John Major offered Michael Heseltine the post of Deputy Prime Minister three weeks before he called this summer's Conservative leadership election, Mr Heseltine reveals in an interview today.
Mr Heseltine dismisses as a "Machiavellian interpretation'' the idea that the offer was part of a deal in which he would stay out of the contest and encourage his own supporters to back Mr Major.
Asked why he was so firm with his supporters, Mr Heseltine says: "I do not believe in deceit. If I say to John Major's face I am not going to be involved in this process, I am not the sort of person who then goes round the House of Commons saying, 'well, I may have said this to the Prime Minister but don't take a blind bit of notice'.''
Mr Heseltine's interview, in today's Times, sheds light on one of the political puzzles of the year: why left-wing and centrist Tory MPs did not organise a mass abstention in order to force a second ballot in which Mr Heseltine stood a chance of beating right-wingers John Redwood and Michael Portillo.
Although it was known that Mr Major had discussed Mr Heseltine's role with the then President of the Board of Trade before he stunned his party in June by calling the leadership election, Mr Heseltine discloses that they had two conversations in that time in which titles were discussed.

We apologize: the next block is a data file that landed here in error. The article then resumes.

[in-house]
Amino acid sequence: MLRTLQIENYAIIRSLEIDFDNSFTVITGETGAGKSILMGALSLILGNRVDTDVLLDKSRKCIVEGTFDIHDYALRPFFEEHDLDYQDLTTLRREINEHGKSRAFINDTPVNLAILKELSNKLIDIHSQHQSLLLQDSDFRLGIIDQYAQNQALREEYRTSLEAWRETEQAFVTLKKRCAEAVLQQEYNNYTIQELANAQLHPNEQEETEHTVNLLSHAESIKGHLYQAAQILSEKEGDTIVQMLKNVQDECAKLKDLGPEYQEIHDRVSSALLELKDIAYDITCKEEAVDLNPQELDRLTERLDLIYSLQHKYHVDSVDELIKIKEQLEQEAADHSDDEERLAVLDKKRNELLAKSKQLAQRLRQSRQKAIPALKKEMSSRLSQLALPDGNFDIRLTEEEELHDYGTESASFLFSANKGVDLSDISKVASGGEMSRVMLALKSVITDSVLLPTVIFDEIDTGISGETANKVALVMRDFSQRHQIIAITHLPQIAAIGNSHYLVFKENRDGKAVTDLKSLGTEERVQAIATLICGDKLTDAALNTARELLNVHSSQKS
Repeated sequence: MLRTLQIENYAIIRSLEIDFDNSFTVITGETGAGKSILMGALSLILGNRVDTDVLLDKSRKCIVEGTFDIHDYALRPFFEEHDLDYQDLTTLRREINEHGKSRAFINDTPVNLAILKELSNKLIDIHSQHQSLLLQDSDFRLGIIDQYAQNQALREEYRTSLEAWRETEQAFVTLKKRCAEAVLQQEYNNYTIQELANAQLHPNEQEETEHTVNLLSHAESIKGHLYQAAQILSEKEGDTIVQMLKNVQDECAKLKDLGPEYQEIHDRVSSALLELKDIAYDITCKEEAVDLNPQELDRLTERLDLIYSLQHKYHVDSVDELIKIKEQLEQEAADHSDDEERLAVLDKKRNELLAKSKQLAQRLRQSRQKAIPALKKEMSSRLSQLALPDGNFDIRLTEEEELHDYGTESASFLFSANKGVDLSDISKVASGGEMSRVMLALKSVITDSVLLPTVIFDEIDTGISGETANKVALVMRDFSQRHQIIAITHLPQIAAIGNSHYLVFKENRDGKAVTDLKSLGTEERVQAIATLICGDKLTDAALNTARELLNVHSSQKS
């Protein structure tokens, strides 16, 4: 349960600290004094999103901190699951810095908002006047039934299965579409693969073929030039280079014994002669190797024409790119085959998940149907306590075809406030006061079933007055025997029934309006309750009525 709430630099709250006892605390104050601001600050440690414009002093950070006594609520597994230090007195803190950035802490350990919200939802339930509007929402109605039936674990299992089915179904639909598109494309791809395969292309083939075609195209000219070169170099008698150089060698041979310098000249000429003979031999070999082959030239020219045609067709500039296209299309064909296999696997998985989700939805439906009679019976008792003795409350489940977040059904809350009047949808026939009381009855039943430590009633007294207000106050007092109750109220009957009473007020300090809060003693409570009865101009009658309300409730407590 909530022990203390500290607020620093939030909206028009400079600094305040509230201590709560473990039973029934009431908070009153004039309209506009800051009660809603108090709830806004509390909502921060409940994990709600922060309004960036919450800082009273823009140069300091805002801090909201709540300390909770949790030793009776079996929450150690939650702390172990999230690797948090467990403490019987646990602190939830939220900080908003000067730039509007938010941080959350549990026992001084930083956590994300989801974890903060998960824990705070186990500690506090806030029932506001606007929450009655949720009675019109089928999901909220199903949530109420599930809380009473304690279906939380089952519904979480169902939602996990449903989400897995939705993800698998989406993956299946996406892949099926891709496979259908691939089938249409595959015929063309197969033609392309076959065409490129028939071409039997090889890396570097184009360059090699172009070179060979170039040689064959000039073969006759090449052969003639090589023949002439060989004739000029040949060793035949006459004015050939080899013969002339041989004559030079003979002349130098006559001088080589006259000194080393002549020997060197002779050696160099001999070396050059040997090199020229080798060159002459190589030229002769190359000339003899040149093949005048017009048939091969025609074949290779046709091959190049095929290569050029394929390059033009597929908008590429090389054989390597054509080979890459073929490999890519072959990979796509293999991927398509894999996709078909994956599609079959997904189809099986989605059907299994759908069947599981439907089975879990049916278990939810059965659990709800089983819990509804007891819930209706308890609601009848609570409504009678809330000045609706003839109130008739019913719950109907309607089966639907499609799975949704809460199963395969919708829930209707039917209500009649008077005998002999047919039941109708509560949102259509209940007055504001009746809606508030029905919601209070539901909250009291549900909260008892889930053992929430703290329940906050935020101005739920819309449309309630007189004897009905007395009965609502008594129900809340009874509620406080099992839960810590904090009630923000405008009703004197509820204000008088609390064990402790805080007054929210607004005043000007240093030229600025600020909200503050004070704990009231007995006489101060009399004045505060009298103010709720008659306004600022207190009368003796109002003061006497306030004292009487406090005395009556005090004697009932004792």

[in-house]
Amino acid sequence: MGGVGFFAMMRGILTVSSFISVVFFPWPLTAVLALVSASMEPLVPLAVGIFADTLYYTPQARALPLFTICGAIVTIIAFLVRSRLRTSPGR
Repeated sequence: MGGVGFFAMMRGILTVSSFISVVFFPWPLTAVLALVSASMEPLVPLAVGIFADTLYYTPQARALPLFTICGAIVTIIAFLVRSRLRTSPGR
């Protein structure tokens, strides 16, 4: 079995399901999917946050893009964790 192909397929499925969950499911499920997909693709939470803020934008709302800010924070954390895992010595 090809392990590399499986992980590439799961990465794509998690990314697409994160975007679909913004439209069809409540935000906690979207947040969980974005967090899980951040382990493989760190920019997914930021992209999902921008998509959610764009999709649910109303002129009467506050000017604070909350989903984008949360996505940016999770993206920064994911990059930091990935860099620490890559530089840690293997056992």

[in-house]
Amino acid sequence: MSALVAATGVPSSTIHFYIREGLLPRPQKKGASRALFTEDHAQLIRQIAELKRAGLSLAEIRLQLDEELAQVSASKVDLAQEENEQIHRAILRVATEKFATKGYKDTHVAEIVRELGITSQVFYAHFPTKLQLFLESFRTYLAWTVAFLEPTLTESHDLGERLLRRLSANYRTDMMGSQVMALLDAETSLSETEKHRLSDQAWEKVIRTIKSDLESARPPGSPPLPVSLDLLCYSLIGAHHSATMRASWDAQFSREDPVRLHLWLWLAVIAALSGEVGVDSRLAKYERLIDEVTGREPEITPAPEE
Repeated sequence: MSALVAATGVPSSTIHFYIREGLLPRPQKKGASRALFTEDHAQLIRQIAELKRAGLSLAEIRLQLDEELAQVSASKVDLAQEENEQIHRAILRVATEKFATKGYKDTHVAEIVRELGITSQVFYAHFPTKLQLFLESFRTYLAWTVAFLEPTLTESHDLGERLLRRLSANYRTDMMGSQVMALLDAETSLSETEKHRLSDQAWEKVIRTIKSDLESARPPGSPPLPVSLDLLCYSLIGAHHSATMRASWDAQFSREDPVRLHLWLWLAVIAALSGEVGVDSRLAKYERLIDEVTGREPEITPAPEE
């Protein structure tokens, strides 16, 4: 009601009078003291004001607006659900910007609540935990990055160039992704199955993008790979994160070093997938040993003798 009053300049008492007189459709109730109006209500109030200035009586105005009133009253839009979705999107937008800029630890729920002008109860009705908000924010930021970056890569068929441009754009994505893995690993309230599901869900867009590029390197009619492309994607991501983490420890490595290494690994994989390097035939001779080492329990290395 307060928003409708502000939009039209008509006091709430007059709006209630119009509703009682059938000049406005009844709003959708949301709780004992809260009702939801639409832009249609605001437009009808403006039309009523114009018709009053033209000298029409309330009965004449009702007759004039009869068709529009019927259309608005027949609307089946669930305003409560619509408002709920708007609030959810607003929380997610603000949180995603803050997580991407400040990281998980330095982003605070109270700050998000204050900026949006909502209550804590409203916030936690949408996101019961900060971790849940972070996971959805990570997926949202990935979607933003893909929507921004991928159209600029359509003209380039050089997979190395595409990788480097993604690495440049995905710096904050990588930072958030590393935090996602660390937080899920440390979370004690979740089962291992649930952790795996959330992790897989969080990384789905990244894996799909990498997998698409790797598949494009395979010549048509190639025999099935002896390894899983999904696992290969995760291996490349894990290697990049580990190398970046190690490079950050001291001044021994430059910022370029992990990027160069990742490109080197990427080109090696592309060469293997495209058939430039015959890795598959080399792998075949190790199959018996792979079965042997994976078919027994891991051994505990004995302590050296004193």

Of the first meeting, in May, he says: "In the substance of it all, the ideal that I might play a more central role in government did come up. There was no agreement. It came up as a thought to be discussed. It was left on the table, so to speak.''
Today's revelations will do nothing to harm Mr Heseltine's stature in the Government, and will confirm that, although he shows unflinching loyalty to Mr Major, he is in a powerful position in relation to the post of Prime Minister. He accepts that being Deputy Prime Minister is likely to be his last ministerial appointment, but again leaves open the possibility of further advancement.
Mr Heseltine emphasises the importance to the Government of his relationship with Mr Major: "If I was advising the Prime Minister as to whether to create a deputy I would say unless you have a very good personal relationship and you have absolute trust, don't do it. Otherwise, you will be prised apart by the pressures of politics and the scrutiny of the media.
"There is no way that will happen with us. If there was any doubt about that, my position would be gravely weakened and probably fatally damaged. I am sure the Prime Minister must have thought of that. It is a great compliment to me that he came to the decision he did."Reuse content